My own mother surrounded herself with a band of women. I grew up seeing her talk daily on the phone to her own beloved mother, her sisters who lived from coast to coast across our country, and other women from throughout her life. She cherished each of these relationships, each of the perspectives on marriage, family, and life that they brought to her, and the humor and support she gained from each conversation. As I think about my own band of women, I am grateful for my own mother’s example of friendship.

My own girlfriends intertwine through different periods of my life. But, each is marked with fabulous women. These are women who have supported me, and each other, throughout years of friendships, marriages, deaths, miscarriages, successes, postpartum depression, moves across the country, infertility, divorces and everything in between. The beauty of these friendships is how, no matter what you are going through, you often will have a listening ear who has been there before. These friendships are deep. Yes – we may not always agree on everything, but there is a base of respect, compassion, and gratitude for the other in your life.

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For example, the group of my local college girlfriends got together for brunch a few weekends ago. When one of them walked up to the table, she exclaimed, “Look at us! You would never guess that we were all married with jobs, and 12 kids between the 5 of us!” We all eagerly nodded in agreement – only to have our brunch conversation center on mini-vans, health insurance, job changes, house projects and birth stories. A long way from when we were 19 and in college, talking about our next exam, roommate problems, and that really cute guy in our English class. Driving away, I laughed to myself, wondering what would come in our next 10 years. For these are women who I know will still be in my life.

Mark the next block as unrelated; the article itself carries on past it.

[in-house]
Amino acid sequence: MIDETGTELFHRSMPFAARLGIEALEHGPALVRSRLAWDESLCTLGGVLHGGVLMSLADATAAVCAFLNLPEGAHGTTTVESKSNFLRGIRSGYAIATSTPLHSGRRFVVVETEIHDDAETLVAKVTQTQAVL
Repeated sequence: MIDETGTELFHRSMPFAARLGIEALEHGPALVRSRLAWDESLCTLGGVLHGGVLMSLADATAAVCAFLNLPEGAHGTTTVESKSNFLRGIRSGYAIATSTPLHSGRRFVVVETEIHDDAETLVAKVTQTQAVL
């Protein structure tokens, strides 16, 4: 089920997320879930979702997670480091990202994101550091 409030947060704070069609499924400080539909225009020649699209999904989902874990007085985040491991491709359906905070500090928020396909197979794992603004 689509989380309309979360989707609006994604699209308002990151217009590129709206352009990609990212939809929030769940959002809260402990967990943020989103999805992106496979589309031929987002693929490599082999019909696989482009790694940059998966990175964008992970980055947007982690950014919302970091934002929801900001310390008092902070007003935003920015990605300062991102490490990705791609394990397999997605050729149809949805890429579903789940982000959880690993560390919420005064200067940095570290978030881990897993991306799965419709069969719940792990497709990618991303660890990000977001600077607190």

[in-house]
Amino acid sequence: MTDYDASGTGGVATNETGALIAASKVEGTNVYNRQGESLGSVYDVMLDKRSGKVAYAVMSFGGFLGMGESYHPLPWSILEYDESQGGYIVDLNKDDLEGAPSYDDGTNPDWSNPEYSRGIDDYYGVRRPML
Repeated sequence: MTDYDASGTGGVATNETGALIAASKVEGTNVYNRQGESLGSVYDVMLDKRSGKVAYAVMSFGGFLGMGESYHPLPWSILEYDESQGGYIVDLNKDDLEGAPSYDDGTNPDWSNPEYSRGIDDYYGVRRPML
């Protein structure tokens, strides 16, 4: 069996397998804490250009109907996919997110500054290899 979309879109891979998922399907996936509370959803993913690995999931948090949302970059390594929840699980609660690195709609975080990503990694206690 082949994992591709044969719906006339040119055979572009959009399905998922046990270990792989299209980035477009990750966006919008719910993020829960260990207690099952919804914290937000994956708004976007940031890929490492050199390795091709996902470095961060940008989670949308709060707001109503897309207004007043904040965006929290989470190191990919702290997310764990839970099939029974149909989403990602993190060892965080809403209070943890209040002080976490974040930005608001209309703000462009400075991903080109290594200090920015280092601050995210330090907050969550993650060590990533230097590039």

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As our families grow, our relationships deepen, and lives become more full, I am grateful for each of these remarkable women in my life. Each, in her own way, rejuvenates me to be a better person, a more loving wife, and a more gentle mother.

I am lucky to say that my band of sisters, mamas, and friends has grown since my first classes at Blooma. Knowing that the women that surround me are going through the same things. Maybe before class, they too fought a toddler about wearing a coat. Or, maybe they debated leaving the house into the frigid cold to come to class (Tots and car seats in hand). They are dealing with the same struggles, witnessing the same milestones, and crave the same connections. Maybe you, or someone in your life needs to experience the community that can be found at Blooma. Take a prenatal yoga class to connect with other expectant mothers. Find a comforting ear at New Mama Group. Challenge yourself surrounded by other hard working students at barre class. Whatever it is, share the love at Blooma.

 

Written by Shea Olson- Wife & Mama Trying to Make it All Work